Our first day is a progression of lessons, beginning with classroom instruction in the Sporting Club’s lodge. Using the acclaimed Orvis curriculum, Spencer teaches us about trout species and ecology, and gives a very brief introduction to the gear. Having stumbled around a Cabela’s or two, I know we are just scratching the surface of rods, reels, and lines. Flies come on day two. We are joined by a gentleman, Bob, who has some experience fly-fishing and wants to brush up on his technique. Spencer keeps everything interesting and fast-paced. We move outside to a flat, grassy lawn to learn how to cast. “Whoa! Mary is a natural,” is the first thing I hear. She intuitively, and immediately, has that throw-snap motion down, her line landing perfectly straight on the verdant green lawn. I have issues. I cannot get my line to fall properly. It puddles up two feet in front of me, or sometimes behind me. Spencer patiently works with me until I get the hang of when to build up tension and when to release it. We work on adjusting for wind and aiming our line to a target.

We take lunch on the patio of the lodge’s dining room, a civilized break with good conversation and fun company. After lunch Spencer drives us to an area with small streams and pools, and still within the Snake River Sporting Club’s eight-hundred-acre property. We learn the art of choosing a fruitful fishing hole—how to judge the current, the sunlight on the water, the shady banks, and telltale patches of bubbly action. We learn to cast in these mild-mannered waters. Mary catches a few small fish. I catch my line on a lot of grasses.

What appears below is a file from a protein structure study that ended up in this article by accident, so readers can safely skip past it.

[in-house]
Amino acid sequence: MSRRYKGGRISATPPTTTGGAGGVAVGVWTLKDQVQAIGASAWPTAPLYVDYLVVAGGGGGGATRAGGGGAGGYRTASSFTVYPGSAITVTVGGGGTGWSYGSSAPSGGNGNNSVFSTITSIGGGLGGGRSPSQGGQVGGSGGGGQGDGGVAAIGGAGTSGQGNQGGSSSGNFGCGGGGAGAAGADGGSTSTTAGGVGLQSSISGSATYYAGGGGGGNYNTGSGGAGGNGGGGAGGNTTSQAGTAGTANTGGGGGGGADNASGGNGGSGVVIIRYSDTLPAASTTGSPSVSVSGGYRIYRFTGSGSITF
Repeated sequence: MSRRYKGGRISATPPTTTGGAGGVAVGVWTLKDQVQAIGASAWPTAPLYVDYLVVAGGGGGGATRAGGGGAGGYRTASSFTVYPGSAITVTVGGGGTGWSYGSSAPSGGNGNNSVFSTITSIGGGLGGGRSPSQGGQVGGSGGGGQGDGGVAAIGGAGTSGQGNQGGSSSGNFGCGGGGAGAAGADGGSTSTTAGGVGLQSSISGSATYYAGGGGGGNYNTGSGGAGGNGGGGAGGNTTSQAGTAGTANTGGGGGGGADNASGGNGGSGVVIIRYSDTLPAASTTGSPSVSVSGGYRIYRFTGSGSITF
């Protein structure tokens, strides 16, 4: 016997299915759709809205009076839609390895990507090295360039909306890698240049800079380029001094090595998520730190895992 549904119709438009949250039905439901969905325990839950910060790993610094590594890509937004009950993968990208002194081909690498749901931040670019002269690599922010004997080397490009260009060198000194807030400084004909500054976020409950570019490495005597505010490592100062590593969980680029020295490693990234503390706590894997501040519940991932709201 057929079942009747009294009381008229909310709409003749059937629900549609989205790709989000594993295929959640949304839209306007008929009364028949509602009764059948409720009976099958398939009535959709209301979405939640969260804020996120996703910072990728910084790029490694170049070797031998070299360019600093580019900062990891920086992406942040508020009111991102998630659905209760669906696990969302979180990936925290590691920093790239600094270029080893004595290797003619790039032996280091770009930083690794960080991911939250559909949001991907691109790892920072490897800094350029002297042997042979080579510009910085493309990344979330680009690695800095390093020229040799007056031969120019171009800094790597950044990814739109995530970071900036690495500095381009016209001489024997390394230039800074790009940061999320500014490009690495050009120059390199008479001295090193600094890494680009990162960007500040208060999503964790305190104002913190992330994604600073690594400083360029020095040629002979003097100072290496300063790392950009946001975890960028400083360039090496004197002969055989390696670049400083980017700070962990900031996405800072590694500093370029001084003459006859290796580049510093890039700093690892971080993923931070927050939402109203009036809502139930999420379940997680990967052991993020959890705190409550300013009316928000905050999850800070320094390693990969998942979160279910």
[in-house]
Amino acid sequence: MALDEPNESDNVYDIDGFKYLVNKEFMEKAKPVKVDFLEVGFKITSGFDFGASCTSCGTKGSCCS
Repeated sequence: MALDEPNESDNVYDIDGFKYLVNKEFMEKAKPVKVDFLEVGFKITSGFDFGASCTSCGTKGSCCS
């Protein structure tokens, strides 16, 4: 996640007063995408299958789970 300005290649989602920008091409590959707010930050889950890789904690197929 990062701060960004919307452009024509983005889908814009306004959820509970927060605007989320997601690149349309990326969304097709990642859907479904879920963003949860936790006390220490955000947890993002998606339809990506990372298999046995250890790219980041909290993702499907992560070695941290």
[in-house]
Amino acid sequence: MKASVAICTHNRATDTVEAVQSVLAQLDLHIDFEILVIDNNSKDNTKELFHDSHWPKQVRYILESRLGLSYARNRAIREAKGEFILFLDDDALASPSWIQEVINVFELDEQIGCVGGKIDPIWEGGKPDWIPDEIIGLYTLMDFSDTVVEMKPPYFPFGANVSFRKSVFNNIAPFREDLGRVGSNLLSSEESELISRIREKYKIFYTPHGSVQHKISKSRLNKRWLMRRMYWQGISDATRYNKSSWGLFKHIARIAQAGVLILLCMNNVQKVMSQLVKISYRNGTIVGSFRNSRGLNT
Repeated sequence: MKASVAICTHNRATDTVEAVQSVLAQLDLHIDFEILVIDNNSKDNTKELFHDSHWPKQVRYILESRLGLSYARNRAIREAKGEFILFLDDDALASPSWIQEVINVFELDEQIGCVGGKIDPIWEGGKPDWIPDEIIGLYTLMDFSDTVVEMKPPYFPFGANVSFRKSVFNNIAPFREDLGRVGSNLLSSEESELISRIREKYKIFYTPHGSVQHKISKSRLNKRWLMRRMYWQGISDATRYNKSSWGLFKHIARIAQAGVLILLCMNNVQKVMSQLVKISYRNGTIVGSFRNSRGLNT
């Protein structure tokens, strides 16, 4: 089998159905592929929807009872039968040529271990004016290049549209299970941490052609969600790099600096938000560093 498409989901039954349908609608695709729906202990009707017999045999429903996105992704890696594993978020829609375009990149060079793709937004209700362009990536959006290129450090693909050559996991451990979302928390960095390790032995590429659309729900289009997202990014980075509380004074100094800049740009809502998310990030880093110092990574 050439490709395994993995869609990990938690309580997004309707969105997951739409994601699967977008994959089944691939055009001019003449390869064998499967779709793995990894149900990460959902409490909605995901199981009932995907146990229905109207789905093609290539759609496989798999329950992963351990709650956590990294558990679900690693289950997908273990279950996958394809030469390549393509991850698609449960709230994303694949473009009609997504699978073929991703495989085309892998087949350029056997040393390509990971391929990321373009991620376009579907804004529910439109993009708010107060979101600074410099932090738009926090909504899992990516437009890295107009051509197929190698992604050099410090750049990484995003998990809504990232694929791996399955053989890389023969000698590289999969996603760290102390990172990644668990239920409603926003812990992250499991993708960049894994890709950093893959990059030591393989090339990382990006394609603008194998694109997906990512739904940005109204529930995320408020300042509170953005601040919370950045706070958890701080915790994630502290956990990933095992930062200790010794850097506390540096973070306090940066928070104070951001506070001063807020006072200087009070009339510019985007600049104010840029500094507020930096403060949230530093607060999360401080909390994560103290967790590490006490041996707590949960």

We return for day two, again starting with classroom instruction, this time on flies. I’ve always found the array of colorfully spun, exotic-looking flies at sporting goods stores to be amusing and weird. They don’t look like flies. To continue the lessons of matching rod and line to fish and water, Spencer schools us on matching trout to its food. Flies are meant to mimic what the trout are eating at the exact moment in their lifespan and the season you’re hunting them. Today may be the day for grasshoppers, but at what life stage? Spencer has preserved specimens to show us, with fable-worthy names like Woolly Bugger and Royal Wulff.

We then pull on our gear—sized to us—which is provided by Orvis and selected by Spencer. He drives us to a remote part of the property. Then a short walk on a rough path leads us to a spectacular bend of the Snake River. Spencer unpacks a simple picnic lunch, which we enjoy with absolutely no one in sight. He spreads us out along the bank and works with us individually. Mary and Bob are well on their way—the fish pretty much jump out to greet them. I have to fuss around finding a spot before eyeing bubbles a bit further out. I cast, then cast again many more times before finding my confidence. The zing-whizz hum of the line becomes more rhythmic, and soon I forget about deadlines, grocery lists, to-dos, and not-to-dos. I do eventually catch a trout and scream like a teenager, nearly falling into the chilly water with excitement. Spencer is right there with his camera and congratulations. There I am under the shade of a willow tree, a cove of the Snake River most people could only hope to see from a float or drift boat. Just like that ski into the Rockefeller Preserve, it is a most privileged visit.

Clients learn the art of fly selection, which can vary by the day and sometimes even by the hour.

Clients learn the art of fly selection, which can vary by the day and sometimes even by the hour.

| Posted in JH Living